Skip to main content
Premium Trial:

Request an Annual Quote

NCI Taps Broad, MD Anderson to Serve as Genome Characterization Centers

NEW YORK (GenomeWeb) – The National Cancer Institute has selected the Broad Institute's Genomics Platform and the University of Texas' MD Anderson Cancer Center to serve as data-production centers for a five-year project that aims to characterize molecular changes found in tumors.

These so-called Genome Characterization Centers will generate and analyze data from three NCI-funded projects. One is the Exceptional Responders Initiative, which aims to explore molecular events involved in extraordinary individual responses to otherwise unsuccessful targeted experimental cancer therapies.

A second project is the Adjuvant Lung Cancer Enrichment Marker Identification and Sequencing Trials, which is aimed at providing molecular data for biomarker classification and genomic characterization of lung cancer patients enrolled in clinical trials. The third is the Cancer Driver Discovery project, which aims to provide additional statistical power to discover driver mutations in lung, colon, and ovarian cancer.

As part of the NCI effort, the Broad will generate whole-genome, exome, and RNA sequencing data from patient tumors for the three projects. For its part, the MD Anderson GCC will perform genomic, transcriptomic, and proteomics analysis of patient samples collected from these studies. The center will use reverse phase protein arrays to investigate tumor tissue.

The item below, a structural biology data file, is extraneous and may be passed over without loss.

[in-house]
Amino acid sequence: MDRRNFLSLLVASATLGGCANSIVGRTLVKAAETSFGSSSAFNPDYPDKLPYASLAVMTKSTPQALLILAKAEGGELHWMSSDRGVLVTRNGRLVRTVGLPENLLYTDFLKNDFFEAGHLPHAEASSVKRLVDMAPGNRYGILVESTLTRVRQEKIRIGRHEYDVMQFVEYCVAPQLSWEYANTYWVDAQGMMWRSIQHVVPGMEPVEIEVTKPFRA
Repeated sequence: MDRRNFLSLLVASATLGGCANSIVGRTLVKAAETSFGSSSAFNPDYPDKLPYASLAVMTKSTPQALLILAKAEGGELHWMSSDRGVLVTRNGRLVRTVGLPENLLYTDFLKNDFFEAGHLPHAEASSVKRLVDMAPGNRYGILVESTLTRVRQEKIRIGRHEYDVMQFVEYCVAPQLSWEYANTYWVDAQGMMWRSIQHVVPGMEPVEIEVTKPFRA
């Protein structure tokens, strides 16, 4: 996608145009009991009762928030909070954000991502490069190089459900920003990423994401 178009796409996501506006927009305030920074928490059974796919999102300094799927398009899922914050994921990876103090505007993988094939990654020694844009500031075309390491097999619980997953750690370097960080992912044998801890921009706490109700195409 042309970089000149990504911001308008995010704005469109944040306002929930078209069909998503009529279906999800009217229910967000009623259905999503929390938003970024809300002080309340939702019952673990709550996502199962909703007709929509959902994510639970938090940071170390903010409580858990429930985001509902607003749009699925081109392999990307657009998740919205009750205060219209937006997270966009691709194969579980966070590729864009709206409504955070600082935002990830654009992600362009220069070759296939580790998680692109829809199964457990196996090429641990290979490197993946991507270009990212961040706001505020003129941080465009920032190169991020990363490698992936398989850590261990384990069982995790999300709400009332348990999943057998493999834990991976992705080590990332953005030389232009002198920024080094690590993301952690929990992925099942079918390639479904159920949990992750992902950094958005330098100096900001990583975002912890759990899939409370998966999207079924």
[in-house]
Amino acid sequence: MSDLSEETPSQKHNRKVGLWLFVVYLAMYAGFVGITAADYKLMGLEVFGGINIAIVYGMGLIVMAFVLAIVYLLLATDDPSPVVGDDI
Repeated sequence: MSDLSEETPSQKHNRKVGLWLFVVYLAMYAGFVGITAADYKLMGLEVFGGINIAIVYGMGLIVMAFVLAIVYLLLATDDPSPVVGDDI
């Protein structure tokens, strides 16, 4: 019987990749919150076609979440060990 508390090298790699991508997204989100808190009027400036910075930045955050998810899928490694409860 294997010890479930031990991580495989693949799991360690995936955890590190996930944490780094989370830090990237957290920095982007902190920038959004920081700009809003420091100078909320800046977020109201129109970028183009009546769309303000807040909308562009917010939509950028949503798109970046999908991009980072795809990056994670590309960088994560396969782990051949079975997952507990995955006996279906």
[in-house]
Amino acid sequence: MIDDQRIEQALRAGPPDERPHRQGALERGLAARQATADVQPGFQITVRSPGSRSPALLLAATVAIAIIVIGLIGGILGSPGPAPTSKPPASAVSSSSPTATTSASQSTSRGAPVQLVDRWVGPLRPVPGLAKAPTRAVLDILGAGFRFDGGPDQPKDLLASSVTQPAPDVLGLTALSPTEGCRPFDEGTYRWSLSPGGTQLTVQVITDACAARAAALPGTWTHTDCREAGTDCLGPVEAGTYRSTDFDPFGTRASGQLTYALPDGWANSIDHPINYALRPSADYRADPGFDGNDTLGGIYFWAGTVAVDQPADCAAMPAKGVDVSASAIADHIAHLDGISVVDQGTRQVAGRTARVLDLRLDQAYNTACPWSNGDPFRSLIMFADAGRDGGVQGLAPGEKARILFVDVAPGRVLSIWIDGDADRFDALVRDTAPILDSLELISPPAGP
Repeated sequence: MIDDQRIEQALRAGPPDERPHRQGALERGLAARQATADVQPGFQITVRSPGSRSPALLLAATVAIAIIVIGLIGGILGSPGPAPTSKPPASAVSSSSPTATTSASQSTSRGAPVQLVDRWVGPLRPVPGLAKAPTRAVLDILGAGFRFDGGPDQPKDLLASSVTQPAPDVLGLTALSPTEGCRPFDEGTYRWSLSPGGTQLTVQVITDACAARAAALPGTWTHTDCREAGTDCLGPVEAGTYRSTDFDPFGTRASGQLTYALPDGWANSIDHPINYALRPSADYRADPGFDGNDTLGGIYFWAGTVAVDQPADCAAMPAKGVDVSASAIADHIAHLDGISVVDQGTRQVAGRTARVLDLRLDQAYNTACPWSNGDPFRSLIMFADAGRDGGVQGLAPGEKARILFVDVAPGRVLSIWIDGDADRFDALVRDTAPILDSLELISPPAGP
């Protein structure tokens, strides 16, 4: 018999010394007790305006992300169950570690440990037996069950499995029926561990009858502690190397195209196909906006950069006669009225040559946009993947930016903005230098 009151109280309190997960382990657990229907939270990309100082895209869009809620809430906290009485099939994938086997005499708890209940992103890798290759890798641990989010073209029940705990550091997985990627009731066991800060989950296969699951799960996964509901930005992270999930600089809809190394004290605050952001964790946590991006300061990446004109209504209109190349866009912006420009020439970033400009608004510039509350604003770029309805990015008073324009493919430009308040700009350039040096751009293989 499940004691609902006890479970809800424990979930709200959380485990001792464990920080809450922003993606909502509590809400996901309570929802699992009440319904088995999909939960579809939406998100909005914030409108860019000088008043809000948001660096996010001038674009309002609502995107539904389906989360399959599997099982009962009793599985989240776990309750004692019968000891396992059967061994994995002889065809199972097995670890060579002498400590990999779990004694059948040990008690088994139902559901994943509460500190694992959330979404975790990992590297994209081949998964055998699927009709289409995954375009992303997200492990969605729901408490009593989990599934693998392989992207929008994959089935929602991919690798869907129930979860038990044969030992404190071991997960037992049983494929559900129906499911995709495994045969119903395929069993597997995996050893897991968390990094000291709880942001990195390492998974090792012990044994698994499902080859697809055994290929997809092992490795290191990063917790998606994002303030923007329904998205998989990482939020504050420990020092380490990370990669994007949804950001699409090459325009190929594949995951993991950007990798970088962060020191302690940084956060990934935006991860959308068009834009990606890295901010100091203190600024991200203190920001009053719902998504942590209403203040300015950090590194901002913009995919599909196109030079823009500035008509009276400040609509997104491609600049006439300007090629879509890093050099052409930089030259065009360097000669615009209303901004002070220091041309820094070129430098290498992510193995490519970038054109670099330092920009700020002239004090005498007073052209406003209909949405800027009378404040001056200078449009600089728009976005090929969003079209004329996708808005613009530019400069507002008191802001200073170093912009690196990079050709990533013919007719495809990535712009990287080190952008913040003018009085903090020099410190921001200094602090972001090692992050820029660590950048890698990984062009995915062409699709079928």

MD Anderson will also support the efforts of the NCI's Division of Cancer Treatment and Diagnosis, the Cancer Trials Support Unit, and the Cancer Therapy Evaluation Program.

The GCCs are funded by the National Cancer Institute, the National Institutes of Health and the Department of Health and Human Services.

The Scan

Positive Framing of Genetic Studies Can Spark Mistrust Among Underrepresented Groups

Researchers in Human Genetics and Genomics Advances report that how researchers describe genomic studies may alienate potential participants.

Small Study of Gene Editing to Treat Sickle Cell Disease

In a Novartis-sponsored study in the New England Journal of Medicine, researchers found that a CRISPR-Cas9-based treatment targeting promoters of genes encoding fetal hemoglobin could reduce disease symptoms.

Gut Microbiome Changes Appear in Infants Before They Develop Eczema, Study Finds

Researchers report in mSystems that infants experienced an enrichment in Clostridium sensu stricto 1 and Finegoldia and a depletion of Bacteroides before developing eczema.

Acute Myeloid Leukemia Treatment Specificity Enhanced With Stem Cell Editing

A study in Nature suggests epitope editing in donor stem cells prior to bone marrow transplants can stave off toxicity when targeting acute myeloid leukemia with immunotherapy.